(2010) director Alexandre Aja
viewed: 08/22/10 at the AMC Loews Metreon 16, SF, CA
T & A and blood and gore, and in 3D as well.
Alexandre Aja’s remake of the Roger Corman/Joe Dante/John Sayles original Piranha (1978) is most everything it promises to be, and unlike so many re-makes of horror films of late (A Nightmare on Elm Street , My Bloody Valentine ), it refreshes the content rather than just regurgitates it. In fact, Aja makes for a funhouse ride of sex, gore, torsos, and extremities, with a dose of humor almost as large as the dose of blood (in gallons).
I’d actually been yearning to see the original, directed by Joe Dante, as part of a trope of early Roger Corman-produced films by name directors of the 1970s and 1980s. And I had also desired to see Piranha Part Two: The Spawning (1981), which happened to be James Cameron’s first feature film. Long, convoluted story short: watching the originals will have to follow watching the remake.
The premise is that it’s spring break on “Lake Victoria” (Lake Havasu was the location of the filming) and that lots of young adults are going to party, drink, and get out and out wild for the holiday. But just before that, a seismic event occurs, which unleashes a horde of prehistoric piranha that have been trapped in a “lake under the lake” for a millennium. While trapped down there, they cannibalized to survive, and are pretty much super-piranha. It’s a formula made for lurid enjoyment, watching the hard-bodied youth become stripped of their flesh or downright skeletonized. I mean, this is what you pay your money for.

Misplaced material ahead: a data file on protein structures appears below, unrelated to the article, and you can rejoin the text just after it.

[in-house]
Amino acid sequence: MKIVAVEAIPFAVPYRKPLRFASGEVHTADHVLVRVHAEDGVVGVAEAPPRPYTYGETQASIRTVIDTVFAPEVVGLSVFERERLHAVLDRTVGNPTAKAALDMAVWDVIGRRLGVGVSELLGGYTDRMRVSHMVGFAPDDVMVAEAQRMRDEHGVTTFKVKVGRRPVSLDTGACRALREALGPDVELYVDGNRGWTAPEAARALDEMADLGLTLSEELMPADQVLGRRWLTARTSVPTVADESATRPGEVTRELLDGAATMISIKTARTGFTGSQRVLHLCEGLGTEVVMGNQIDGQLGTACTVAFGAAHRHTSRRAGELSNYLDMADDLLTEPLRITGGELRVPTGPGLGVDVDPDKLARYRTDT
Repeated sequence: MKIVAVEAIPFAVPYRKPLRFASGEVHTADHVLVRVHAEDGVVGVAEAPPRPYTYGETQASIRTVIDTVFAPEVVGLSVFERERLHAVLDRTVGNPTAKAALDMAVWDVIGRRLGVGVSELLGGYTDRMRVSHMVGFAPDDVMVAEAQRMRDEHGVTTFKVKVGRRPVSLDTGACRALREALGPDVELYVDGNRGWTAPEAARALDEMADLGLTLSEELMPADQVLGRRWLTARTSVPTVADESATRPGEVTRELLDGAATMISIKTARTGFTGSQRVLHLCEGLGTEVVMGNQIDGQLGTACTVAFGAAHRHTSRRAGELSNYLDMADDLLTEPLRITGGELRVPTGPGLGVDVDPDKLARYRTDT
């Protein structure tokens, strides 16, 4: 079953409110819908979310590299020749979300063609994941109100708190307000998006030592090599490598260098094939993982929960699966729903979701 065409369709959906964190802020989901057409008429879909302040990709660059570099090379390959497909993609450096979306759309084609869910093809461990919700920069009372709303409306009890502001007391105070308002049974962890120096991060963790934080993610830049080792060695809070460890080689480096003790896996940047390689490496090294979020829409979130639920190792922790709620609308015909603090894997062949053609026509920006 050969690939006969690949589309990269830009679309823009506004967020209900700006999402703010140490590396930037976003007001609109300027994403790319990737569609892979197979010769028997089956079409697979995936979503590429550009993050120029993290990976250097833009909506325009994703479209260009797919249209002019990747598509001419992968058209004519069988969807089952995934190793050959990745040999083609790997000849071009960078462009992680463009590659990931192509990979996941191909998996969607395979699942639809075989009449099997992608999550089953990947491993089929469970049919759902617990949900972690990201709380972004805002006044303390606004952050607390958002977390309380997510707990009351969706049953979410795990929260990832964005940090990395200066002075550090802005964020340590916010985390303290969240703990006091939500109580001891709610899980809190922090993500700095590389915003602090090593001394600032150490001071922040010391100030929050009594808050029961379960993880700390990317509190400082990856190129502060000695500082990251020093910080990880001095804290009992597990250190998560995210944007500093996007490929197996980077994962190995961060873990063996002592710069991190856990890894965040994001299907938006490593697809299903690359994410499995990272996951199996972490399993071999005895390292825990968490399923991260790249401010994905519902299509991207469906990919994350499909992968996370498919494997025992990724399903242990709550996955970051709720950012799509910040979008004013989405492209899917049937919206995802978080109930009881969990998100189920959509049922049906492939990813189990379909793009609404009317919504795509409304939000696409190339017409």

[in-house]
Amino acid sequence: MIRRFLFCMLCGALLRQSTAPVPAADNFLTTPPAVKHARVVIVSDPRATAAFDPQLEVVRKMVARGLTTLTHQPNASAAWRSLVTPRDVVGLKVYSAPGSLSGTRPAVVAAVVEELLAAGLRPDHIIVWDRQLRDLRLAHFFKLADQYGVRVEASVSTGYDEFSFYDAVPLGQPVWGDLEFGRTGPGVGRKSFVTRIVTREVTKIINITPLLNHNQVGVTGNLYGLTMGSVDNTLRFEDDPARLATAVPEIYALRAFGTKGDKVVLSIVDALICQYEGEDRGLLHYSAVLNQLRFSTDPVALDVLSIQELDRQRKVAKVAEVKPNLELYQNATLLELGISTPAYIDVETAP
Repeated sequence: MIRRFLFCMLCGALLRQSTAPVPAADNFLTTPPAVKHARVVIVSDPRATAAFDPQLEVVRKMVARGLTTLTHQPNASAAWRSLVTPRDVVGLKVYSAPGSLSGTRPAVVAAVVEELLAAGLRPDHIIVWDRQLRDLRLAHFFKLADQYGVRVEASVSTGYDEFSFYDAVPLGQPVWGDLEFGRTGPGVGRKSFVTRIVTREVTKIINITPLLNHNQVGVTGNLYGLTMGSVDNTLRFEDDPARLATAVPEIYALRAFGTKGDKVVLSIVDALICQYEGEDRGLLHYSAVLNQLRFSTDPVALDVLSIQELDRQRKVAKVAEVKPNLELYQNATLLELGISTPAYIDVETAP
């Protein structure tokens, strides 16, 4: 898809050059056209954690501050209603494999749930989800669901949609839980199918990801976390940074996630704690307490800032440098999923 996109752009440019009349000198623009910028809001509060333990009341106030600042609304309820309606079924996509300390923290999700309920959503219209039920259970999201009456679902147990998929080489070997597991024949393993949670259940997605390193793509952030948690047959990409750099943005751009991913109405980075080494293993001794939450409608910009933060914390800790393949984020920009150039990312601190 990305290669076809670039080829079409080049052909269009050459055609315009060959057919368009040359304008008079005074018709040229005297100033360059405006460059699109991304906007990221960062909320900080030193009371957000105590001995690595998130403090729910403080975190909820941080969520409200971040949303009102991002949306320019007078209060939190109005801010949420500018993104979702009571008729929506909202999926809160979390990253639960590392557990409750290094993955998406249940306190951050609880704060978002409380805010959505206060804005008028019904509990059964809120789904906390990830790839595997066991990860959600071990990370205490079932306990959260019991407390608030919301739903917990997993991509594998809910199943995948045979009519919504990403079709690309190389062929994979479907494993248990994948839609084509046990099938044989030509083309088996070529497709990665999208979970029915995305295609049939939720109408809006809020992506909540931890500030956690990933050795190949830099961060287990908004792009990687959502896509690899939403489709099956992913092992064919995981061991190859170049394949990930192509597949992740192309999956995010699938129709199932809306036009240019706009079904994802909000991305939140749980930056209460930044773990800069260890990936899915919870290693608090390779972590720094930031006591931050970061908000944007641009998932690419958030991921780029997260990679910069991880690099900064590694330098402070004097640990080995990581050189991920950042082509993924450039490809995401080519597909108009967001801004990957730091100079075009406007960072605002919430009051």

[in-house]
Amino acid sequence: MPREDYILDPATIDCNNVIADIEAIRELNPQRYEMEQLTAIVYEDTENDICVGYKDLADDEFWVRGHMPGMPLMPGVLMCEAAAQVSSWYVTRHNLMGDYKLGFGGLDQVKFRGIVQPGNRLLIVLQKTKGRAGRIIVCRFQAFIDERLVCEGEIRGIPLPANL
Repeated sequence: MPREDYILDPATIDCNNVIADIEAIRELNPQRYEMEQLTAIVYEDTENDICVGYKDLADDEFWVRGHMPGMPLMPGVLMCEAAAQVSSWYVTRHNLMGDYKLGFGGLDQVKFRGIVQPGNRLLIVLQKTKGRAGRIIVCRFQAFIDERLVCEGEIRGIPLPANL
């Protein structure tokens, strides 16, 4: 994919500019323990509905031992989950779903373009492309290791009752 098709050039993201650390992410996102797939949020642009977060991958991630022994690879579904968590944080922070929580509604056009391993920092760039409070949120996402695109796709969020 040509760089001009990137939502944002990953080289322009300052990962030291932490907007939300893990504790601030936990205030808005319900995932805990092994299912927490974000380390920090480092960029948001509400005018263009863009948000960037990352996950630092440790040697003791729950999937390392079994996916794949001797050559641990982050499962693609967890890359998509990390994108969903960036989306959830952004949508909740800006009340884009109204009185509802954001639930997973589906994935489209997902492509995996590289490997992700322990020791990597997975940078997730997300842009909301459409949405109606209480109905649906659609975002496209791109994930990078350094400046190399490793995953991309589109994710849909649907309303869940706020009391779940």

Richard Dreyfuss shows up in a nod to the original “fish terrorizing a community” film, Jaws (1975), for which the original Piranha was a knock-off/parody. We also get the game Elisabeth Shue, last seen in Hamlet 2 (2008) and now playing in a fun B-movie, as the town’s sheriff. Her eldest son is supposed to be babysitting his younger siblings but takes a job with Jerry O’Connell, playing a character based roughly on Girls Gone Wild-producer Joe Francis, scouting sites for the filming of nudity and debauchery. Actually, I thought O’Connell was pretty hilarious. Like Shue, the whole cast is pretty game; everyone is here for the bloodbath, jokey gorings, severed body parts, and lusty nudes.
The 3-D seemed an apt upgrade here, an opportunity to thrust teeth and prongs and various pieces of flesh at the audience. But really, it didn’t make for any memorable additions to the process. A further argument against this whole push in current film-making.
I give Aja credit though. Aja (High Tension , The Hills Have Eyes , Mirrors ) embraces this film with a gusto and verve that makes it worth the effort. From the underwater swimming nude scene to the disemboweling and general chopping up of the titillating and erotic features of hundreds of gyrating bodies, the film just is what it sets out to be, a sexualized gore-fest, which fixates on the body. There’s not a lot of subtext to the naturally occurring fish. But the hot, partying humans, their eroticism and mortality are on high display.
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